Thanks to The Guardian’s Hadley Freeman for this article about her experience of miscarriage. It is raw, honest and very moving, and she raises important questions about why it is that we don’t talk abut miscarriage. Why is it that women are often encouraged not to mention that they are pregnant until they reach 12 weeks because of the risk of miscarriage? It assumes that we would want to keep losing a baby secret, that it is something to be hidden and not talked about. For some people, this may make things easier but for many others, not being able to talk about something so heartbreaking can make it even harder to cope.
Miscarriage is devastating whenever it happens in pregnancy – and if you’ve taken time to get pregnant in the first place, it can feel even more overwhelming. If you, or anyone you know, is affected by miscarriage, the Miscarriage Association, can offer support and advice and is a really helpful source of information.
Every so often there’s an article like this one in today’s Guardian, about “twins” born years apart… The writer of this piece has a son and daughter born as a result of one fresh IVF cycle and a further frozen embryo transfer from the same batch of embryos.
It is a fortunate, yet far from uncommon, experience after fertility treatment, but it doesn’t make the children “twins”. Twins are two babies who are carried together and born at the same time, which these children were not. They are siblings rather than twins.
The Guardian seem to specialise in this myth – here are some previous twins who were born five years apart, although at least that time they called them “twins” in the headline… Those were also covered by the Telegraph. And unsurprisingly the Daily Mail likes them too – these brothers born two years apart are “technically” twins according to the Mail – in fact, they are technically not twins. It is always made to sound as if it is some extraordinary and highly unusual matter, yet there are hundreds of thousands of siblings around the world who will have been conceived in a similar way.
Maybe I’m getting pedantic in my old age…
If you haven’t already read this article by Bibi Lynch in The Guardian, you should do. It’s a powerful piece about the reality of being childless in a world where motherhood is given a status you aren’t even aware of unless you aren’t or can’t be a mother. So much of what Bibi Lynch says will resonate with anyone who has experienced fertility problems as well as those who are living with childlessness.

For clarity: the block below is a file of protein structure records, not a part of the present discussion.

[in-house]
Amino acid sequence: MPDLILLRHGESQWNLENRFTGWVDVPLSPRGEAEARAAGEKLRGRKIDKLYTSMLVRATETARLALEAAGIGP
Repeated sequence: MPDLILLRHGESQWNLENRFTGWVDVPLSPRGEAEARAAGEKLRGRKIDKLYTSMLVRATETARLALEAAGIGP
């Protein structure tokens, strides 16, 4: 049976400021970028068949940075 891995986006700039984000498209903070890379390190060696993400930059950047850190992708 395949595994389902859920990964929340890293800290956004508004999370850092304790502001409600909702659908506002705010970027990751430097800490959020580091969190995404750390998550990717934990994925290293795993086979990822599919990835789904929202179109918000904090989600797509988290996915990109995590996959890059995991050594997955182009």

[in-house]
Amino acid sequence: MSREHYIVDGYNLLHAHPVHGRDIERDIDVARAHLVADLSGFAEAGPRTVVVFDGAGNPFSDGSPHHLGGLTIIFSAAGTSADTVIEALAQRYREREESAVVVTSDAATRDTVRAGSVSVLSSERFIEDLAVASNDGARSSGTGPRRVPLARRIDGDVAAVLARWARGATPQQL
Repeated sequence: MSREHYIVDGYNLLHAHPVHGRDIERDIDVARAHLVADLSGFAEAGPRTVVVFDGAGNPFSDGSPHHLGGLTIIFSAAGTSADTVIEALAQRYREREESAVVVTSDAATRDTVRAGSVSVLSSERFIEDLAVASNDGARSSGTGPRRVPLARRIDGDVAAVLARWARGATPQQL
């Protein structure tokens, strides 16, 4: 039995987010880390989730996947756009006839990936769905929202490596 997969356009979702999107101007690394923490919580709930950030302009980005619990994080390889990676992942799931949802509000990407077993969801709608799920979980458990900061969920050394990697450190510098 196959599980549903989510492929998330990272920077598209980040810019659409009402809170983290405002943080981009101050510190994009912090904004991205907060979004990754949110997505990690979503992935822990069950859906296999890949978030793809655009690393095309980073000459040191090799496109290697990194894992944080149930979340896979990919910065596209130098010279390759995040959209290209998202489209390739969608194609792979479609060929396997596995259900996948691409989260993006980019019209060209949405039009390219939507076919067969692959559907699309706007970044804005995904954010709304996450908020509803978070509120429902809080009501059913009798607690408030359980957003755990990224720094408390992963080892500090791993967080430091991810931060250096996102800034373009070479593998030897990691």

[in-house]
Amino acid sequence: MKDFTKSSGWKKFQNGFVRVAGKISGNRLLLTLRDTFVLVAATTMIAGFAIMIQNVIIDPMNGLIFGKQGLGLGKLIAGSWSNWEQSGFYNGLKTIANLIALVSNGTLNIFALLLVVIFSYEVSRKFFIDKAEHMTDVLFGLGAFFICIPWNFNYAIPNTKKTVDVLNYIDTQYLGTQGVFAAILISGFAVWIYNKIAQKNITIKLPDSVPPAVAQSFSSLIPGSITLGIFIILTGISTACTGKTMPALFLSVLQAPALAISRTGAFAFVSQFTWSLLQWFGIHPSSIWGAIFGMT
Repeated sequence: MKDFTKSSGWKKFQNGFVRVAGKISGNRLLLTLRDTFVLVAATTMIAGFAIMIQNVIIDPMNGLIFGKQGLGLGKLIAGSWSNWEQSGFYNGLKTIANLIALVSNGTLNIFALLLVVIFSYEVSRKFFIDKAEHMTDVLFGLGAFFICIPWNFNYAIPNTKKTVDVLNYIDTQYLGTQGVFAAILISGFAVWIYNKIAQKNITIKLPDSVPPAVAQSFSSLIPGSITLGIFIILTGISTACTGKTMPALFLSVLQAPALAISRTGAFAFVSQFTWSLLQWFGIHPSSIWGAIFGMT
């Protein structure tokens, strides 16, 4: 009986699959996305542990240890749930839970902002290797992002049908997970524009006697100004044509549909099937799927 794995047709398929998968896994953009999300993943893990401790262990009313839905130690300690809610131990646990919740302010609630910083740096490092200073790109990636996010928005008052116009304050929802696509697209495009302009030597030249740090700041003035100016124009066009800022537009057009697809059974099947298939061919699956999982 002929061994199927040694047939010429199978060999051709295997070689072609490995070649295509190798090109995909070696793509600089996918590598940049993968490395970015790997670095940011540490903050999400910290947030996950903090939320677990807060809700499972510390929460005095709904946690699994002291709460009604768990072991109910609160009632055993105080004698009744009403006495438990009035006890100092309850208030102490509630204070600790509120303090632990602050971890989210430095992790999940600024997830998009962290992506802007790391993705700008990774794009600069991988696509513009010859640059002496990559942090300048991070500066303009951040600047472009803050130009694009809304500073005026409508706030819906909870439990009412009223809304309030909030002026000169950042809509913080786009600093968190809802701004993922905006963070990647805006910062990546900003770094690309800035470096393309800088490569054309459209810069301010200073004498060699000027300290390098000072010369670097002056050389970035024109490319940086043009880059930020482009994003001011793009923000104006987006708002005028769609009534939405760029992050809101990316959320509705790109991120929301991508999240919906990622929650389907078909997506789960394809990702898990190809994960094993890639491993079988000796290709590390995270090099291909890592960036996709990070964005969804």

She talks about the way people react when she says she doesn’t have children, about the assumption that only parents can care about children or are kind and loving people – and the idea of hardworking families as if anyone who does not have a family could not possibly be hardworking.
Read it, share it and give it to your family and friends to read – it may help them not to make assumptions or unhelpful comments, and to appreciate just a bit of how it might feel to be involuntarily childless. You may also want to read Bibi’s previous article about childlessness.
Egg freezing has been in the news once again this week with a story about a pop-up shop, Timeless, which will set up in London at the end of the month aiming to educate people about what is really involved in freezing eggs. It will contain products which are made to look like items you may find on Beauty shelves, such as the Eau de Pressure perfume range and the 3 simple steps to freeze your fertility, reminiscent of Clinique’s 3 step system. There will also be some debates.
There was a lengthy article by Eva Wiseman in The Observer on the subject, followed by an interesting opinion piece from Viv Groskop. You can also visit the Timeless website for more information. What do you think? Is it a good idea to provide more information in this kind of way? Does it end up just being another marketing tool for egg-freezing by giving a platform or is this really going to make people stop and think? De let me know your opinions on the subject…
There’s an interesting piece on the Guardian’s Comment is Free written by Barbara Ellen about a paper in the Lancet suggesting young women might freeze their eggs or ovarian tissue for future use. She is quite right to be concerned about the uncertainties around freezing as a solution – it is relatively new, expensive and comes with no guarantees – and yet having come across many women who are still unaware of the realities of their fertility I don’t think all women are aware of the way that fertility declines.
There may be endless screeching about this through the “media megaphone” as she describes it, and yet I regularly meet women in their forties who think that being fit and healthy and still having periods must also mean being fertile. I’m not sure where the disconnect is here, and whilst it is quite true that there are many women who may be unnecessarily anxious about their fertility in their early thirties, the realities of fertility in your forties still comes as a surprise to many others.
I’m not sure why this is – is it that women who are now in their forties didn’t get this message when they were younger? Is it that they are putting too much faith in fertility treatments to solve any problems? The realities of IVF success rates of less than 2% at the age of 45 combined with miscarriage rates rising to 93% at that age are still something too few women really appreciate.